Stephanie M. Mazerolle, William A. Pitney and Ashley Goodman
Stephanie M. Mazerolle and Christianne Eason
Jim Schilling, William A. Pitney and Stephanie M. Mazerolle
Stephanie M. Mazerolle, Thomas G. Bowman and Carrie Fister
Athletic training majors are at risk for experiencing elevated stress, frustrations, and eventual burnout. Evidence suggests that stressors can accumulate over time, but academic standing can plausibly influence experiences with stress.
Gain information related to coping strategies used by athletic training majors to manage their stress and frustrations to prevent burnout.
Online qualitative study.
Athletic training programs.
Patients or Other Participants:
10 sophomores, 9 juniors, and 4 seniors completed the online questionnaire. The athletic training majors were recruited from four institutions with accredited programs.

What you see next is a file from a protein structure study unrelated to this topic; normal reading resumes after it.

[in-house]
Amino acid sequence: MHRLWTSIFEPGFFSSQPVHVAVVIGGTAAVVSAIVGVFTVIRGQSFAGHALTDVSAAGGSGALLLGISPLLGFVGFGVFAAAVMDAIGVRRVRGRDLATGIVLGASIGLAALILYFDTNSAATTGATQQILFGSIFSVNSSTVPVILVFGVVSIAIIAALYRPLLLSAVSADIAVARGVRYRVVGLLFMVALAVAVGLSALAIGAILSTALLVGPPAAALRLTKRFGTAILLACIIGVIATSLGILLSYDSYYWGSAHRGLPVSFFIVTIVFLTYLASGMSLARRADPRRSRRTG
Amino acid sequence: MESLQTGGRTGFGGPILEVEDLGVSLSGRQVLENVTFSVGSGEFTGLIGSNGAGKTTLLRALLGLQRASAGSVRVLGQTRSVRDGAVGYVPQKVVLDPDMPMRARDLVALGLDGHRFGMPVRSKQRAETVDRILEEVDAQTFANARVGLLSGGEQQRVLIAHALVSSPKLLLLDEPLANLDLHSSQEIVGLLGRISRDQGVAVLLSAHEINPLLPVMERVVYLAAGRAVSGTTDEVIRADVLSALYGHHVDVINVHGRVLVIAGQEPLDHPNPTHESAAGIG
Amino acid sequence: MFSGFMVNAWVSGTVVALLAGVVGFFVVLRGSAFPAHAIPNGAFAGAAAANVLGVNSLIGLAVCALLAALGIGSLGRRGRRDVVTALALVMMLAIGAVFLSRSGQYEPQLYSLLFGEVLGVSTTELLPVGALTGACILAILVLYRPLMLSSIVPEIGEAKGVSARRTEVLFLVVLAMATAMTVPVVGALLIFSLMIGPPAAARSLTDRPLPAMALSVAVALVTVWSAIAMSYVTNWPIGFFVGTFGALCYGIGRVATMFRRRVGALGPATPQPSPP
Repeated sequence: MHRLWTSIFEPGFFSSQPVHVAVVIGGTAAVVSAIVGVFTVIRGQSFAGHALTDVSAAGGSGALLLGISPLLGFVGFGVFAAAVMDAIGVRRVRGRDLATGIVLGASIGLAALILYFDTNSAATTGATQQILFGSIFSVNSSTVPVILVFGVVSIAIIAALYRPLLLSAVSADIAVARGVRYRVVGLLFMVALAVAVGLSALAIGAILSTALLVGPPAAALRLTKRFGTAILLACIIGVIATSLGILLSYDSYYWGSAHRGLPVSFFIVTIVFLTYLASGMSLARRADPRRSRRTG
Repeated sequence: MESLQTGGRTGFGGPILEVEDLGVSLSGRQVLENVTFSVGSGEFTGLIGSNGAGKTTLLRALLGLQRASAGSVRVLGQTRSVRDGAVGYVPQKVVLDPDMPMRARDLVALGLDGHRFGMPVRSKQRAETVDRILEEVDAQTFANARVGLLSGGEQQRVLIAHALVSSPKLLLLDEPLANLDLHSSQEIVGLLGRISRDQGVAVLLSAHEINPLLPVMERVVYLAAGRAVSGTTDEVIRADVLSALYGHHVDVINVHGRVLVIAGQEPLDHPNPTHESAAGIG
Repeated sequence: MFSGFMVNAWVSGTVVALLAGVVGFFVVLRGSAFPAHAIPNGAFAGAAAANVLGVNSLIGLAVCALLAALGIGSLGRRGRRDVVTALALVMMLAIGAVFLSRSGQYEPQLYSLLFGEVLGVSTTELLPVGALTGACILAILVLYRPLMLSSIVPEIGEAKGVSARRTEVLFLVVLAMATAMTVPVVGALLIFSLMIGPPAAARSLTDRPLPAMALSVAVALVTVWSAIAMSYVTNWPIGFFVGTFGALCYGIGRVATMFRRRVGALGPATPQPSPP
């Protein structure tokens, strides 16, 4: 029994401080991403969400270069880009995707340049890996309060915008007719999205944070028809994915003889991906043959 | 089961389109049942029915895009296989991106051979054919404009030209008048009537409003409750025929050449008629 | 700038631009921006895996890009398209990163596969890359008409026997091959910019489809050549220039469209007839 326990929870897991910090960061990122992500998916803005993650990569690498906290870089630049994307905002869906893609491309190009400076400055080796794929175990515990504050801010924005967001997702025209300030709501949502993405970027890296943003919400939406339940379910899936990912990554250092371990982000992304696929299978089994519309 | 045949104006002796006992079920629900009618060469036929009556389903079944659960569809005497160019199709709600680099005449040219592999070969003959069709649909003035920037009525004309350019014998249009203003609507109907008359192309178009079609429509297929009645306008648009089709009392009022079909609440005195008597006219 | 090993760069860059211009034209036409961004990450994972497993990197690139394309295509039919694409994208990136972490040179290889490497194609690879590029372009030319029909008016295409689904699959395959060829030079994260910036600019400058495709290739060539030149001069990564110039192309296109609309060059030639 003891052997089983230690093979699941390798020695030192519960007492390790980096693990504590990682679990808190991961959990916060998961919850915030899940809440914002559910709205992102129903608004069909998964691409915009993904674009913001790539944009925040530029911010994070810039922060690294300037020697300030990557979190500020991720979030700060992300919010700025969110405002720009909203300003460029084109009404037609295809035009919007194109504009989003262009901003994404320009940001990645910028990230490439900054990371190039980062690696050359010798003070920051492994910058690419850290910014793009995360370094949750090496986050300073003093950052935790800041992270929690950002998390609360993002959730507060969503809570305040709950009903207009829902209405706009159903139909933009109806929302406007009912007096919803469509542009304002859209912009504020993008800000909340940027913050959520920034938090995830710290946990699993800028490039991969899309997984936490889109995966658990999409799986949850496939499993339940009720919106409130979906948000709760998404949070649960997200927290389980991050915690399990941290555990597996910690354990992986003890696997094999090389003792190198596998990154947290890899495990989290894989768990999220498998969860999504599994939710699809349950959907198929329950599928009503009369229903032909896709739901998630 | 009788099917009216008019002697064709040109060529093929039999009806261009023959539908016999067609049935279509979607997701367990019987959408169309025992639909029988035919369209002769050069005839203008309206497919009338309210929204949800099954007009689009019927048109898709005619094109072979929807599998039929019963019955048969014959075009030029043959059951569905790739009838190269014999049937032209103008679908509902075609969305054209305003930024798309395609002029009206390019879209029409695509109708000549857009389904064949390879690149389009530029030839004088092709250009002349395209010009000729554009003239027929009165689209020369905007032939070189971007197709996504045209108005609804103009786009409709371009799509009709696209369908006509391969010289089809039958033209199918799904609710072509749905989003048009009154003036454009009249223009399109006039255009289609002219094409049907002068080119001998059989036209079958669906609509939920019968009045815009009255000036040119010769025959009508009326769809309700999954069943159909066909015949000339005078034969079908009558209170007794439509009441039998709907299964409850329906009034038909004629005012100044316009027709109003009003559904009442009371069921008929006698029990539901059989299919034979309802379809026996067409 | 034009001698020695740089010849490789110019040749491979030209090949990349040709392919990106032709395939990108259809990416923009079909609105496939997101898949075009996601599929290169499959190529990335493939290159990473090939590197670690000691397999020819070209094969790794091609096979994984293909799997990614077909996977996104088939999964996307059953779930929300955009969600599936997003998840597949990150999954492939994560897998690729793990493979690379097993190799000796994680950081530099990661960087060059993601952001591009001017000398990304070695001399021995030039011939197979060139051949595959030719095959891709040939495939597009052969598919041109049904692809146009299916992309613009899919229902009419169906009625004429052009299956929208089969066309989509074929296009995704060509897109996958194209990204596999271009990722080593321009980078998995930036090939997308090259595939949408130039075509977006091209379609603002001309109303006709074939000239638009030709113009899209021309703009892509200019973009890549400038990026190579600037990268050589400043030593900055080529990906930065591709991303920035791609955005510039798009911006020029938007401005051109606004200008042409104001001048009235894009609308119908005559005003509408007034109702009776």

Data Collection and Analysis:
Data were collected in March 2013 via asynchronous online interviewing via QuestionPro. All participants responded to the same set of 25 questions and data were analyzed following a general inductive approach. The questionnaire was reviewed by a peer and piloted. Multiple analyst coding was completed.
We identified an overarching theme of personal coping strategies, which athletic training majors used to manage and cope with their stressors. These strategies were simply considered outside the confines of the athletic training program itself, and included outside support networks, physical outlets, and time management skills. We acknowledged athletic training majors also employed stress-relieving strategies that were facilitated within or by the athletic training program itself. Specifically, our participants noted that they received support from peer and programmatic personnel (preceptors, faculty).
Athletic training majors must develop personal strategies that can help them best alleviate their stressors, but also must have strong support in place especially within their athletic training programs. We recommend that athletic training majors reflect upon what strategies work best for them and to find hobbies and personal interests that help them de-stress and rejuvenate from their demanding workloads.
Stephanie M. Mazerolle, Emily Sterling and Jim Mench